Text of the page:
Midnight Canteen (Midnight Restaurant)

I saw this film (inbound) on my last trip to Asia.  Following the inflight dinner service and a good head full of sake, I reclined back and 1 midnigh moviereally enjoyed this film.  It’s the story of a small izakaya (in the back streets of Tokyo) that opens at midnight.  There is no menu to speak of, but if you ask the Master; he can prepare just about anything you like.  Throughout the evening, various characters come and go (a yakuza boss, office workers, runaways, an exiled actress, etc.) – all looking for comfort in food and friendly conversation.  A sweet film that delights and shows, once again, the power of food and cooking…..

The movie’s origin stems from  a manga series created by Yaro Abe, which was originally turned into a TV series.  The TV series lists each episode around a specific dish or ingredient.  That item of food ties the whole story together-that is really cool!

Written: Katsuhiko Manabe (screenplay)
Kensaku Kojima (screenplay)
Joji Matsuoka (screenplay)
Yaro Abe (manga)

Directed: Joji Matsuoka

Movie 2015  TV series 2009-14

Japan

RECIPE: TARE 

This is the secret sauce from one of my favorite izakayas in Tokyo, called Hamanoya.  The restaurant was located on my walk home from work and was one of the first places that I had a true Japanese eating experience.  Very special memories for me….Ittadakimasu!

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Fatso

Food is comfort…well yes, but some people get a little too comfortable.  This is the story about Dom, his brother Frank 220px-Fatso_posterand his cousin Sal.  They are an Italian family living in New York.  Dom loves food, in fact,  his whole life food has been there to comfort him when things get the least bit sideways.  A wake-up call comes when Sal (another food lover) dies at 39 from endless overindulging.  At the urging of mother, Dom begins to address his weight issues.  Sadly, every attempt is foiled by food.  He joins “Chubby Checkers”, a weight  support group.  These guys usually get together and talk about how much they love food.  At one point, the conversation gets so heated that they have a total binge session eating everything in the kitchen.

Throughout the first 3/4 of the movie, Dom is wracked with guilt about how he looks.  His shame prevents him from pursuing Lydia (a mousy shop keeper who has caught his eye).  Finally, acceptance of who he is sinks into his head and he no longer self loathes.  This acceptance gives him the confidence to court and finally wed Lydia.  The final sequence is a bunch of photos of Dom and Lydia and their growing family.  Each picture shows his brood and belly growing all the while with a genuine smile.

I think that people really need to have a fresh look at this simple, thoughtful and funny film.  Self- confidence and self acceptance can lead you to happiness faster than anything.  I think nowadays people are beyond occupied with pointing out the deficiencies with what’s happening in every “house” but their own.

Bon Appetito…

Written: Anne Bancroft

Directed: Ann Bancroft

1980

USA

RECIPE: RICOTTA GNUDI

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The Hundred Foot Journey

The Kadam family had a restaurant in India and the son, Hassan, is being groomed by mom and dad to be the next chef.  The restaurant gets fire bombed as a result of election riots and they try to take asylum in England.  They struggle a bit in London and decide to move to the European mainland.  On the drive, the van breaks down and they are shown kindness by Marguerite.  She feeds the wayward family some chaud-froid, pate and other goodies from the French larder and they are amazed at the quality of the food.  Unbeknownst to them, she works at the local Michelin establishment “Le Saule Pleureur” as a cook.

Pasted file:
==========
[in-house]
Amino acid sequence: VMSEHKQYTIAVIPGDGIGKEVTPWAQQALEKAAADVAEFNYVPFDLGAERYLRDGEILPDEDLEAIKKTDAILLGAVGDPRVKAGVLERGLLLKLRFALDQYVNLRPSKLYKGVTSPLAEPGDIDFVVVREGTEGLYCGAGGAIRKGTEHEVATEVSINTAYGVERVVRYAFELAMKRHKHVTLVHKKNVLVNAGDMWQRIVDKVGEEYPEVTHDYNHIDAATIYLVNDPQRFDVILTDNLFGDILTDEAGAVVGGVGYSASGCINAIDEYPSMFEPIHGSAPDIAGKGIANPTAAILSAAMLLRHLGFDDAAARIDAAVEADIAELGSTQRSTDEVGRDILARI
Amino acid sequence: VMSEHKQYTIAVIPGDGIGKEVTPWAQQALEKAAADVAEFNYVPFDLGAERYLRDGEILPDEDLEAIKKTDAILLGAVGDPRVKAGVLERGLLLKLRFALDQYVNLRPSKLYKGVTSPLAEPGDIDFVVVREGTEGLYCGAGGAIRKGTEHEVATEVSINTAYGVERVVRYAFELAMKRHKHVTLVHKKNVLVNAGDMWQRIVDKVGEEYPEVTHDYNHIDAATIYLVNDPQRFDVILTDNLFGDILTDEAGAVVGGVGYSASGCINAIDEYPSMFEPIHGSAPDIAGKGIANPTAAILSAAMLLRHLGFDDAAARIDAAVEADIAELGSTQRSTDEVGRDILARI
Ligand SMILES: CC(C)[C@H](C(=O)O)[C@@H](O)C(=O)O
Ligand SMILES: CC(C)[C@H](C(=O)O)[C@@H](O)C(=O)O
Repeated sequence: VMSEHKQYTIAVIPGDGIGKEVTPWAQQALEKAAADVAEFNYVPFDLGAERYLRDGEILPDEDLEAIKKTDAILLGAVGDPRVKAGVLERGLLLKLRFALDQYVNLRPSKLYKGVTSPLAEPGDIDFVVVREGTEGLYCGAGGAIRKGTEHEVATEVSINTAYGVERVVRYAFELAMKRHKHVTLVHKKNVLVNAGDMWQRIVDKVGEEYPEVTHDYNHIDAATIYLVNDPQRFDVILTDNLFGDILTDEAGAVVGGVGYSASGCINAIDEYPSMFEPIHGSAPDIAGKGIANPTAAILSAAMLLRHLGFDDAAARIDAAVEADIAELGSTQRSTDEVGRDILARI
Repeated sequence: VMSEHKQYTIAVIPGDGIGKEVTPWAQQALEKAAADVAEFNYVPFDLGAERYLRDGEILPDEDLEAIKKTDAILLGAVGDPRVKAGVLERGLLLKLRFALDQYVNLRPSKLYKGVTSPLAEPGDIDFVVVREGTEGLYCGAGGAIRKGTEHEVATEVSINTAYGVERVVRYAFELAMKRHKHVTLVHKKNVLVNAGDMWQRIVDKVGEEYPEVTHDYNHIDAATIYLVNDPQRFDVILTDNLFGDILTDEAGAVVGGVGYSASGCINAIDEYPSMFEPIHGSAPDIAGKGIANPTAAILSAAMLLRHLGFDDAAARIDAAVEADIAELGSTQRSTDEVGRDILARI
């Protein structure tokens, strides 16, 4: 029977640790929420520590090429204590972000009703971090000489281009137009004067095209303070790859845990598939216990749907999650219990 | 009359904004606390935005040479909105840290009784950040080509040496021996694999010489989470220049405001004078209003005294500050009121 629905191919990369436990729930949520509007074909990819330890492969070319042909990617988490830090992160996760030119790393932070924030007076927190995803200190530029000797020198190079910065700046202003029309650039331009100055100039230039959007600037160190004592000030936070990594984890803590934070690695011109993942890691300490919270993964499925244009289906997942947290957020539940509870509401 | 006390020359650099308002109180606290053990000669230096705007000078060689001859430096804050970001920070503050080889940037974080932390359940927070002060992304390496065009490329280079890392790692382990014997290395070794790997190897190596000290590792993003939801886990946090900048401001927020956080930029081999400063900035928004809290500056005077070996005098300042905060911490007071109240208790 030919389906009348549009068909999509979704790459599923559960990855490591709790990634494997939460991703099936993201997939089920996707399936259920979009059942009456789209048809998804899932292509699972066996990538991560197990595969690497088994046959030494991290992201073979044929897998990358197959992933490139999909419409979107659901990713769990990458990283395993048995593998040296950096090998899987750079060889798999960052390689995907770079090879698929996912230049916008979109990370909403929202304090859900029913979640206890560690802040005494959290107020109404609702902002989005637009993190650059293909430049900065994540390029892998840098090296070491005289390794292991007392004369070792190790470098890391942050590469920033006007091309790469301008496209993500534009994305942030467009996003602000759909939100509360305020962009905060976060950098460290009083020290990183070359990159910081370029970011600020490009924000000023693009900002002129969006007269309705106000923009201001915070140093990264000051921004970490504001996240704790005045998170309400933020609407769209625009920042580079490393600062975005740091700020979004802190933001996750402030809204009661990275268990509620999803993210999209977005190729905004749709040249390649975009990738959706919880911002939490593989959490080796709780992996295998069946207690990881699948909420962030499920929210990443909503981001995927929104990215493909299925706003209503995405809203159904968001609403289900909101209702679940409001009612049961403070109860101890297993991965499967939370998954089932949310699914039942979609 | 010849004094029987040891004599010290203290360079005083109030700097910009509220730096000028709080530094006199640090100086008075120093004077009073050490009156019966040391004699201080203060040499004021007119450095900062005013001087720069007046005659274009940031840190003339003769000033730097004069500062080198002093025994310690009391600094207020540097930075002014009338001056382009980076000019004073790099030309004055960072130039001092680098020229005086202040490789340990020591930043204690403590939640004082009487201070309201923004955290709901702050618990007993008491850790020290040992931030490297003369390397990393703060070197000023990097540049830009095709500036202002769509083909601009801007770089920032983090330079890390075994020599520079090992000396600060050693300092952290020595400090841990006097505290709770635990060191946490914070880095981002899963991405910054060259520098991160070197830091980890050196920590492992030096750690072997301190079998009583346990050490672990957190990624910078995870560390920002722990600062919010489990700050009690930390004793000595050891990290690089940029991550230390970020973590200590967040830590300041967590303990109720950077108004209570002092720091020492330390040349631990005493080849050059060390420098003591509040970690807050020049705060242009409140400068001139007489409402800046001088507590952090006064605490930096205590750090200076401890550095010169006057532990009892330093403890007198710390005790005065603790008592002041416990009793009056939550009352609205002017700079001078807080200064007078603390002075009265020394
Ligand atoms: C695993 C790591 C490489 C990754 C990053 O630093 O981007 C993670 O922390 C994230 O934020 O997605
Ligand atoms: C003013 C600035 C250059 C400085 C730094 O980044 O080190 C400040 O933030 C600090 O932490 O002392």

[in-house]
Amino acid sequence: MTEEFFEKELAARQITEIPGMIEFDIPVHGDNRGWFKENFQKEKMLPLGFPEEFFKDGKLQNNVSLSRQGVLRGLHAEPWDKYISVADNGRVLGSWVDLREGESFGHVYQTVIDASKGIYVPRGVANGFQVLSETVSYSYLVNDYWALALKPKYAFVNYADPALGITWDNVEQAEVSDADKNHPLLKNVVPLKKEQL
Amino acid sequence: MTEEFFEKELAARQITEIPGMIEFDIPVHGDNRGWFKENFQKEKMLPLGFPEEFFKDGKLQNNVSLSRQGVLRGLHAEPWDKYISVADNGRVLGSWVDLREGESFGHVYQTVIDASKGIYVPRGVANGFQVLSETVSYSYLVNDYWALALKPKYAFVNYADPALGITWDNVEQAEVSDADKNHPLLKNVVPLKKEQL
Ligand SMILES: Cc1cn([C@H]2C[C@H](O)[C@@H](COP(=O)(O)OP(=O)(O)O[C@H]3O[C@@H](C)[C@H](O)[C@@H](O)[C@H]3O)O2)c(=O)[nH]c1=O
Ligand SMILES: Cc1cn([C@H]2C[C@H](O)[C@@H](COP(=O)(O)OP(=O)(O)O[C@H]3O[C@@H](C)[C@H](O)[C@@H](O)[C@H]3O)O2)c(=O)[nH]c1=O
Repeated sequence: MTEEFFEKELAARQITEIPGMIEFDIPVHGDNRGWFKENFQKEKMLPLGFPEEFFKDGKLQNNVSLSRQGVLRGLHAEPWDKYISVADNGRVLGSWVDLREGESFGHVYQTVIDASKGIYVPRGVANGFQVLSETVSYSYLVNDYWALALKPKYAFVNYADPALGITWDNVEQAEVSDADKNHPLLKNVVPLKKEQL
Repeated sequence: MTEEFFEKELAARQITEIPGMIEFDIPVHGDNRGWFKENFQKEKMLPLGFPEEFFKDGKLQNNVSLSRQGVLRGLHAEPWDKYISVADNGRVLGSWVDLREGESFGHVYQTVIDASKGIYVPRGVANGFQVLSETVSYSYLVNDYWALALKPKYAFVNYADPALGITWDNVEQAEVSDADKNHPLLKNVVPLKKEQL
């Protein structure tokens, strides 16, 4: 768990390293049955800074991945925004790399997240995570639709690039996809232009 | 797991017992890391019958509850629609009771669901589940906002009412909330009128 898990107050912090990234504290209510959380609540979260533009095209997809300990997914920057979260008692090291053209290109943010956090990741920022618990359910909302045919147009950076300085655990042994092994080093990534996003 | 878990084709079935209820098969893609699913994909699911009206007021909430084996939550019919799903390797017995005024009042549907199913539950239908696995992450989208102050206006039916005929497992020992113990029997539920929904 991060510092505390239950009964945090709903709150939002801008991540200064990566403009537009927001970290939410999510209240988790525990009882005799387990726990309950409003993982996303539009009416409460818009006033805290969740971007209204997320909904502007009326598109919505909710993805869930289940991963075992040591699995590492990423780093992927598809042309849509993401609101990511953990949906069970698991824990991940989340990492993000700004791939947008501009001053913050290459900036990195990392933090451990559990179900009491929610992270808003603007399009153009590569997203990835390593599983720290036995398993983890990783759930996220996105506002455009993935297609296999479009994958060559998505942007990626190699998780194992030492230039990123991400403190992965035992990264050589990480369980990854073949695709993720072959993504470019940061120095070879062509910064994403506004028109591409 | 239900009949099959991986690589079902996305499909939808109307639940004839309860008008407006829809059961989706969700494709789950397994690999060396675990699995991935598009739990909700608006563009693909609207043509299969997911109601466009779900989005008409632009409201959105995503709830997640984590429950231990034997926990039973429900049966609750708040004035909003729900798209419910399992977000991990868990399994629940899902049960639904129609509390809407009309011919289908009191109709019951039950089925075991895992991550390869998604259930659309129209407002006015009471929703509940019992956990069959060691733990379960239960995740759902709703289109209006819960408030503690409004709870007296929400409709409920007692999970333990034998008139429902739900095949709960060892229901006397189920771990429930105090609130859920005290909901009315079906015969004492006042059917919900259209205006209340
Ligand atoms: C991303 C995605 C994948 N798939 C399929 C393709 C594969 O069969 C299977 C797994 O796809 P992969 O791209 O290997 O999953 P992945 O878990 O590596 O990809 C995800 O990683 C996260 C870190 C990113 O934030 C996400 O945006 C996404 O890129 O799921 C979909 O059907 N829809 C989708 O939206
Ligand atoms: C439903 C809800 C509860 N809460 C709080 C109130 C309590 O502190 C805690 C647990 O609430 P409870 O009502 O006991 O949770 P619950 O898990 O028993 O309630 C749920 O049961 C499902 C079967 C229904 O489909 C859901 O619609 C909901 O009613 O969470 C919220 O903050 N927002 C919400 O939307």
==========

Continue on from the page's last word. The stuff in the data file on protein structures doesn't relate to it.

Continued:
The father, Papa Kadam, sees opportunity in this small mountain town.  The market has great raw ingredients, there is no Indian restaurant and there is a vacant restaurant space located right nexThe_Hundred_Foot_Journey_(film)_postert to the high end establishment.  So, poof, he buys the vacant space and puts up an Indian restaurant.  Now I know that movies are willing suspensions of disbelief,  but in all my years of shaking pans; I have never witnessed a restaurant deal go so smoothly and quickly…..

What comes next, is the bitter rivalry between France and India.  They do a bit of sabotage to each other and eventually come to terms with being neighbors.  Turns out that Hassan has potential beyond butter chicken and lands a job at Le Saule Pleureur.  Soon after, they get their second Michelin star…..crazy, because it took me over 10 years of hardcore study to get the smallest understanding of the French discipline.  I wish I was a chef in the movies.

Hassan moves to Paris and woos the clientele at a new modernist restaurant, gets 3 stars and decides to move back to the small town and get 3 stars for Le Saule Pleureur.  Just like that.

Nowadays, 3 stars are tossed out as first reviews; if you pay off the right people.  Back in the day – you toiled, worked and earned the stars over time.  Now – you hire the right designers, have the Prada chef coat, pose for photos like you are posing for a Russ Meyer film poster and I’m pretty sure 3 stars are in your future.  I have been to enough 3 star places since the “the guide” left Europe and more often than not I’ve felt violated rather than elated.  Things change, sometimes for the better sometimes for the worse.

Screenplay: Steven Knight (based upon book by Richard C. Morais)

Directed: Lasse Hallström

USA

2014

RECIPE:  CURRY MAYONNAISE (by Michel Roux)

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Off The Menu: The Last Day’s of Chasen’s

Chasen’s was one of the last hold outs of the “golden age” of Hollywood.  It was (in essence) a supper club that served up knife and fork food.  They did this in an ego-less way, while catering to an ego indulgent clientele.  Though not a great “film”, it still is very entertaining to see the history and hear the stories.  1 chasens_

I really enjoyed hearing the staff members talk about their experiences.  “They” were the true super stars: dedicated, professional, hard-working and all without whining.